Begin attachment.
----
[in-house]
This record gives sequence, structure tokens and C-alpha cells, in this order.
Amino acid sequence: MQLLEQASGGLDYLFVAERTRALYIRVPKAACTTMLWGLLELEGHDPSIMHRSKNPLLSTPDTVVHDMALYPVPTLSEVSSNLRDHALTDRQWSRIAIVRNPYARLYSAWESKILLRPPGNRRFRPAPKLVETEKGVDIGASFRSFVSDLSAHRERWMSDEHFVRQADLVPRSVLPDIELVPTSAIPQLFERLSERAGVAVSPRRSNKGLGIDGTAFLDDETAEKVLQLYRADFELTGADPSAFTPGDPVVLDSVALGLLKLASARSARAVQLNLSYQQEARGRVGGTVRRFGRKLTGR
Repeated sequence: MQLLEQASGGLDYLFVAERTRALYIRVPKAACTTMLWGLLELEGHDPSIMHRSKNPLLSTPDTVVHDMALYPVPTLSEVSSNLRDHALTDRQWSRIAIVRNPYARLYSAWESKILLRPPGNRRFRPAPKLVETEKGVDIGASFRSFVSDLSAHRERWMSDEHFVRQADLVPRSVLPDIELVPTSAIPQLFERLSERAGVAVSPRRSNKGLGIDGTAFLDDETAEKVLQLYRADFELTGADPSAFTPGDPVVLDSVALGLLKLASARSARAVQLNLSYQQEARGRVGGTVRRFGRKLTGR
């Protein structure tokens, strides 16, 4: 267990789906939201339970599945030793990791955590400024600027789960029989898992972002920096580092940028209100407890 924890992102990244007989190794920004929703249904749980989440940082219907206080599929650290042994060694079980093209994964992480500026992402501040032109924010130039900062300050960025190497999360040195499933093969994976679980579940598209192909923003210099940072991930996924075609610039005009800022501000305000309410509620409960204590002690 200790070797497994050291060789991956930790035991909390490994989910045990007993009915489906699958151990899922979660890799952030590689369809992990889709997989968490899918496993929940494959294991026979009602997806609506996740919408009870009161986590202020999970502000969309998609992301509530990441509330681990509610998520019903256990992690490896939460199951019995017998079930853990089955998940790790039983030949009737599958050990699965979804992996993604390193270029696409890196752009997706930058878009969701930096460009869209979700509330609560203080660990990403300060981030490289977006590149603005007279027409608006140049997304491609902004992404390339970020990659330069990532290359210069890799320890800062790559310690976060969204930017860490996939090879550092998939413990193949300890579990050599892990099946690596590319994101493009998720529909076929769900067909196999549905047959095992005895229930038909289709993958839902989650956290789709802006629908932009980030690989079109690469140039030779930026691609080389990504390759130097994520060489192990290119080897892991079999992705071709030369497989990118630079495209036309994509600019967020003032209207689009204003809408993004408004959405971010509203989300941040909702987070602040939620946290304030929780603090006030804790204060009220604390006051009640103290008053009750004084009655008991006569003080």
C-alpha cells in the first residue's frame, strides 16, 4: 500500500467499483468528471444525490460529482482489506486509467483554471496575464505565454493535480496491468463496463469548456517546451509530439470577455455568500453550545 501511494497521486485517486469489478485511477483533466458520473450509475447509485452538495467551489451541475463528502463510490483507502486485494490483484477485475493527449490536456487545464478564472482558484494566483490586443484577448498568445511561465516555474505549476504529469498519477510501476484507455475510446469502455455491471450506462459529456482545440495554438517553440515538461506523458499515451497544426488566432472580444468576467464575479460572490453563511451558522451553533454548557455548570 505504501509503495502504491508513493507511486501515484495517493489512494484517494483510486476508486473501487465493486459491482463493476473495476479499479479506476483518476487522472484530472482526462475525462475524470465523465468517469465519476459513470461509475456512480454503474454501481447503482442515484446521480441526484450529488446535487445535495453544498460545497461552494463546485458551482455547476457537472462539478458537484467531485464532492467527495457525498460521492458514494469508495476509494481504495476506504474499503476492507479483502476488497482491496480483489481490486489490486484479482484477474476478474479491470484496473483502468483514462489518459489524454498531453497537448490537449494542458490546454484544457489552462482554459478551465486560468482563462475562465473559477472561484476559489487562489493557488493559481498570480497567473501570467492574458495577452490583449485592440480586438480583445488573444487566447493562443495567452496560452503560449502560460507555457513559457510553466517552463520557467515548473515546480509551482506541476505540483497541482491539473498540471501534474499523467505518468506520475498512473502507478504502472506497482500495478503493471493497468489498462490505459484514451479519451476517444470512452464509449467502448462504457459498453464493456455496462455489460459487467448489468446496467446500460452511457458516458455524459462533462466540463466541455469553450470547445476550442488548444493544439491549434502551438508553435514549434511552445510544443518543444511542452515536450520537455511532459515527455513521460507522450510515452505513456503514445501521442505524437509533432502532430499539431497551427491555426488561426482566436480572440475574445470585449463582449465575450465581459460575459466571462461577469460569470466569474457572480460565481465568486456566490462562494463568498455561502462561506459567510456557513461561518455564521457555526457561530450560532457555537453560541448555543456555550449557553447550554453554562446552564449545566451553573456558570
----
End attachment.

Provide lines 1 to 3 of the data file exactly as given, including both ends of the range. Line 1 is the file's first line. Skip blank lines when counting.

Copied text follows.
[in-house]
This record gives sequence, structure tokens and C-alpha cells, in this order.
Amino acid sequence: MQLLEQASGGLDYLFVAERTRALYIRVPKAACTTMLWGLLELEGHDPSIMHRSKNPLLSTPDTVVHDMALYPVPTLSEVSSNLRDHALTDRQWSRIAIVRNPYARLYSAWESKILLRPPGNRRFRPAPKLVETEKGVDIGASFRSFVSDLSAHRERWMSDEHFVRQADLVPRSVLPDIELVPTSAIPQLFERLSERAGVAVSPRRSNKGLGIDGTAFLDDETAEKVLQLYRADFELTGADPSAFTPGDPVVLDSVALGLLKLASARSARAVQLNLSYQQEARGRVGGTVRRFGRKLTGR